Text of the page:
True Blue

The Middleman

When Texas froze over, a community rose up to help.

Five volunteers unload cases of water bottles from the back of a pickup truck.
Before February’s severe winter storm, Latter-day Saints in Austin, Texas, distributed supplies to local charitable organizations. Photo by Michael Smith.

When Winter Storm Uri shocked Texans with snow and record-low temperatures in February, Michael T. Smith (MA ’96), an Austin stake president, found himself at the center of efforts to provide relief for people facing blackouts, burst pipes, and boil-water orders. But he’s hesitant to take much credit for the service, calling himself just the middleman.

His stake’s efforts began before Uri struck. “At the request of an inspired Relief Society president, we put out the call on Friday night, Feb. 12, for blankets and personal hygiene supplies. By lunchtime on Saturday, members had provided three vehicle loads of supplies for use by our brothers and sisters experiencing homelessness,” he says. Most of those supplies—including blankets, socks, toiletries, and personal hygiene items—went to the city of Austin’s command center. “Our stake communications director, a Relief Society president in the area, and myself . . . took the rest of the supplies out to deliver directly to those people who were staying in their camps at the time,” relates Smith.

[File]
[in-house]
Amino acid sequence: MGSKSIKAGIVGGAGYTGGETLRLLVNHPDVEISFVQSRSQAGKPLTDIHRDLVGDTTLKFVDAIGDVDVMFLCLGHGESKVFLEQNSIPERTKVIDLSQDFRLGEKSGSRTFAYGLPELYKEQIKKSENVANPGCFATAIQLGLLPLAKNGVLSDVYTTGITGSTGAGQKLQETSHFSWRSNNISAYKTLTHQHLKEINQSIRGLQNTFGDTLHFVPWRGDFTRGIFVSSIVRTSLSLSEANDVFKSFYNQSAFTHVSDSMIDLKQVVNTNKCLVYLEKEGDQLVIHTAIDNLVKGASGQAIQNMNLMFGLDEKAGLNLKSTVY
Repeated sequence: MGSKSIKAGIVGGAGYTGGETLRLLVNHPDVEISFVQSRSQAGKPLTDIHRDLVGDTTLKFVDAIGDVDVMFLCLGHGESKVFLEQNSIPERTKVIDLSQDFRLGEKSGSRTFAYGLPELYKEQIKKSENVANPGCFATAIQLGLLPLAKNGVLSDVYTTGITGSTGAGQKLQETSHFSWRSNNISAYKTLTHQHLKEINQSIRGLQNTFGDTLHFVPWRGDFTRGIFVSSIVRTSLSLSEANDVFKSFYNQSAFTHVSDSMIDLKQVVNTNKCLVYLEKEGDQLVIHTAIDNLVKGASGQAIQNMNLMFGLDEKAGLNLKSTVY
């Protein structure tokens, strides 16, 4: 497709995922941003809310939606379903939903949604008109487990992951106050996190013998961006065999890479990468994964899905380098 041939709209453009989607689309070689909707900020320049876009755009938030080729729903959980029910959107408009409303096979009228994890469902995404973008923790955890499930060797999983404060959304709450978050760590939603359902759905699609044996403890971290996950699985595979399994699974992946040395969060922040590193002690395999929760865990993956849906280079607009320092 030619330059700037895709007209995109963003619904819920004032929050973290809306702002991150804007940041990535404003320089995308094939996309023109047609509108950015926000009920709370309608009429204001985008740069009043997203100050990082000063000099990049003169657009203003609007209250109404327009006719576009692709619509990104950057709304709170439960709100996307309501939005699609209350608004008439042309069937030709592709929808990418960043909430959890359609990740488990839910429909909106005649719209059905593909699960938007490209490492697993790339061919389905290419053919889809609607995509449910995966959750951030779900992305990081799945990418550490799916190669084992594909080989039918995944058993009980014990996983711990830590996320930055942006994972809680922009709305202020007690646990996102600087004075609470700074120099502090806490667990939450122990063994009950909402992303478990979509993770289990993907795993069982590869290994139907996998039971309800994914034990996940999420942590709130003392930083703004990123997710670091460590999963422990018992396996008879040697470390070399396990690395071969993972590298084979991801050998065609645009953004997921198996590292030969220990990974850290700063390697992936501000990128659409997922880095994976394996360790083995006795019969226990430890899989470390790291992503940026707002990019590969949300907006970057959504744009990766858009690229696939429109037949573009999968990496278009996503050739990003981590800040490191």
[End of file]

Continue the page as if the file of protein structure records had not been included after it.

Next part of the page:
Several volunteers and a missionary unload boxes of supplies from a moving truck.
Photo by Michael Smith

The next week, with the storm in full effect, Smith became the middleman again, when a Utah business owner reached out wanting to help. She arranged to send a large semitruck with supplies—donated diapers, water, and other scarce goods—and Smith saw that they were distributed to local food banks, charities, and other organizations. “These supplies came in handy even as temperatures returned back to normal because the shelves in the stores were still completely empty and many [people] still had a long wait before a plumber became available to fix their broken pipes,” says Smith.

Smith was gratified to see the impact he and others made for those in need. “Any time you are struggling with something and you focus on helping other people, you become grateful for what you have and excited about giving back,” says Smith. “You can stay home without electricity and water and be miserable or you can go out and help others and use that time to do something good.”

More From This Issue

Feature

Austen Found

Three BYU grads turned their literary excavation of England into a love letter to Jane Austen.

Feature

Deet Diggers

Today it seems that everybody online wants to know all about you. BYU experts share how to secure your online life.

Browse the complete Spring 2021 Issue »

More Articles

True Blue

Give a Little More

Read how four returned missionaries founded a charity to give back to the Bolivians who changed their lives.

True Blue

Ditto to That

A new magazine teaches kids to appreciate the differences.

Share this article:

To use more share options on your device, please scan the same QR code and open the link in the latest version of Chrome or Safari